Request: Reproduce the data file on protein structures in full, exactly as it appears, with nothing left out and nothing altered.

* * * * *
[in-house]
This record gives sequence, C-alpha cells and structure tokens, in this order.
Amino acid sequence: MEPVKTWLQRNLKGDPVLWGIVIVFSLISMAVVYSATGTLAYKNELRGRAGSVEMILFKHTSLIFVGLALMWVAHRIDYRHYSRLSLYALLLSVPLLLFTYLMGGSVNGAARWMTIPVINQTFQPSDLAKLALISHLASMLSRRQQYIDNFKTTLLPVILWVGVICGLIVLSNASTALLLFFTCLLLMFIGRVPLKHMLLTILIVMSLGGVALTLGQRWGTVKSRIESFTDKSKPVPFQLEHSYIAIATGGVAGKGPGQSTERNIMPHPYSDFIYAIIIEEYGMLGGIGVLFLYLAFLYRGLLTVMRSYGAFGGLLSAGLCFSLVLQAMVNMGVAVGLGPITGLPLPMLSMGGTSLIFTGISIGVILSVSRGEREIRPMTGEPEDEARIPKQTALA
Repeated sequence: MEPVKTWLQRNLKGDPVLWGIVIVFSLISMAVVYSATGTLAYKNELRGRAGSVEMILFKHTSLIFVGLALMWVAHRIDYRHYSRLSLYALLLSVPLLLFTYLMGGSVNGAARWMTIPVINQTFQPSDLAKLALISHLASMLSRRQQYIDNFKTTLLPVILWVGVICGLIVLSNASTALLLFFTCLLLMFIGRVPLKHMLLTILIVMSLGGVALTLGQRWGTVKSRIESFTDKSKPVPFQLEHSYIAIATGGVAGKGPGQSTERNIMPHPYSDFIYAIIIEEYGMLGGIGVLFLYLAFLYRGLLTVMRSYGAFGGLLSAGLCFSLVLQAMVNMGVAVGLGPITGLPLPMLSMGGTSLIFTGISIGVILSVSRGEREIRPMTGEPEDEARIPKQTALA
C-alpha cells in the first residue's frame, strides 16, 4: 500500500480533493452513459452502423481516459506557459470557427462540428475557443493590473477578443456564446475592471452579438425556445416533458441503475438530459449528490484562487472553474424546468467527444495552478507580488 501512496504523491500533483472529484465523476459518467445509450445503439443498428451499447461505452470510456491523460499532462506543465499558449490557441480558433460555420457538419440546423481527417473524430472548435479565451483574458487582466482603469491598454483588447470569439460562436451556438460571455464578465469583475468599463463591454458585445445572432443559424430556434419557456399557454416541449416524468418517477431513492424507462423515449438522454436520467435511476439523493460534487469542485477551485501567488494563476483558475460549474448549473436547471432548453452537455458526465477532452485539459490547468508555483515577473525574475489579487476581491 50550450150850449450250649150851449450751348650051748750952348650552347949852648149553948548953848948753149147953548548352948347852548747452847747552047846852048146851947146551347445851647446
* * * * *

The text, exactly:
[in-house]
This record gives sequence, C-alpha cells and structure tokens, in this order.
Amino acid sequence: MEPVKTWLQRNLKGDPVLWGIVIVFSLISMAVVYSATGTLAYKNELRGRAGSVEMILFKHTSLIFVGLALMWVAHRIDYRHYSRLSLYALLLSVPLLLFTYLMGGSVNGAARWMTIPVINQTFQPSDLAKLALISHLASMLSRRQQYIDNFKTTLLPVILWVGVICGLIVLSNASTALLLFFTCLLLMFIGRVPLKHMLLTILIVMSLGGVALTLGQRWGTVKSRIESFTDKSKPVPFQLEHSYIAIATGGVAGKGPGQSTERNIMPHPYSDFIYAIIIEEYGMLGGIGVLFLYLAFLYRGLLTVMRSYGAFGGLLSAGLCFSLVLQAMVNMGVAVGLGPITGLPLPMLSMGGTSLIFTGISIGVILSVSRGEREIRPMTGEPEDEARIPKQTALA
Repeated sequence: MEPVKTWLQRNLKGDPVLWGIVIVFSLISMAVVYSATGTLAYKNELRGRAGSVEMILFKHTSLIFVGLALMWVAHRIDYRHYSRLSLYALLLSVPLLLFTYLMGGSVNGAARWMTIPVINQTFQPSDLAKLALISHLASMLSRRQQYIDNFKTTLLPVILWVGVICGLIVLSNASTALLLFFTCLLLMFIGRVPLKHMLLTILIVMSLGGVALTLGQRWGTVKSRIESFTDKSKPVPFQLEHSYIAIATGGVAGKGPGQSTERNIMPHPYSDFIYAIIIEEYGMLGGIGVLFLYLAFLYRGLLTVMRSYGAFGGLLSAGLCFSLVLQAMVNMGVAVGLGPITGLPLPMLSMGGTSLIFTGISIGVILSVSRGEREIRPMTGEPEDEARIPKQTALA
C-alpha cells in the first residue's frame, strides 16, 4: 500500500480533493452513459452502423481516459506557459470557427462540428475557443493590473477578443456564446475592471452579438425556445416533458441503475438530459449528490484562487472553474424546468467527444495552478507580488 501512496504523491500533483472529484465523476459518467445509450445503439443498428451499447461505452470510456491523460499532462506543465499558449490557441480558433460555420457538419440546423481527417473524430472548435479565451483574458487582466482603469491598454483588447470569439460562436451556438460571455464578465469583475468599463463591454458585445445572432443559424430556434419557456399557454416541449416524468418517477431513492424507462423515449438522454436520467435511476439523493460534487469542485477551485501567488494563476483558475460549474448549473436547471432548453452537455458526465477532452485539459490547468508555483515577473525574475489579487476581491 50550450150850449450250649150851449450751348650051748750952348650552347949852648149553948548953848948753149147953548548352948347852548747452847747552047846852048146851947146551347445851647446